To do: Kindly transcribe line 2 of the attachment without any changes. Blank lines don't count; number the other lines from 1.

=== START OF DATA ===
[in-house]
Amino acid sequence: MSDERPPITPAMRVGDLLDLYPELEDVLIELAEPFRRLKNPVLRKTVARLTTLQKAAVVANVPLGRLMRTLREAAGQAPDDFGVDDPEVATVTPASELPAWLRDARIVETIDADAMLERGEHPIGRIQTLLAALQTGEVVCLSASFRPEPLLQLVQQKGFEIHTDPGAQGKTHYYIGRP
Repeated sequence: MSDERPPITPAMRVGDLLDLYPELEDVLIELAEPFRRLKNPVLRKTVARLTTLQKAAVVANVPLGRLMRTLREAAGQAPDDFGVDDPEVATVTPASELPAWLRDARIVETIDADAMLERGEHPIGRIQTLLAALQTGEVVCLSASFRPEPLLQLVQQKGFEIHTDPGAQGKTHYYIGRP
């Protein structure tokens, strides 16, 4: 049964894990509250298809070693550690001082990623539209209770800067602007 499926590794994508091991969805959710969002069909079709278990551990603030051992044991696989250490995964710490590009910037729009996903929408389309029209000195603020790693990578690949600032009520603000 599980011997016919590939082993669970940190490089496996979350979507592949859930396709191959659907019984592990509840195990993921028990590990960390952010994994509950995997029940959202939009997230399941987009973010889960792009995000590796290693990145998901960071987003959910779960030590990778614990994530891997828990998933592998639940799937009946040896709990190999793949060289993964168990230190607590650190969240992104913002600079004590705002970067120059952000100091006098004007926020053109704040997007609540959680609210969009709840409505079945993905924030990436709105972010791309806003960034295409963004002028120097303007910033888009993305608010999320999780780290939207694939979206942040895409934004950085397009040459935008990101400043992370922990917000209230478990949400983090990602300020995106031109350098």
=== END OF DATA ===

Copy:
Amino acid sequence: MSDERPPITPAMRVGDLLDLYPELEDVLIELAEPFRRLKNPVLRKTVARLTTLQKAAVVANVPLGRLMRTLREAAGQAPDDFGVDDPEVATVTPASELPAWLRDARIVETIDADAMLERGEHPIGRIQTLLAALQTGEVVCLSASFRPEPLLQLVQQKGFEIHTDPGAQGKTHYYIGRP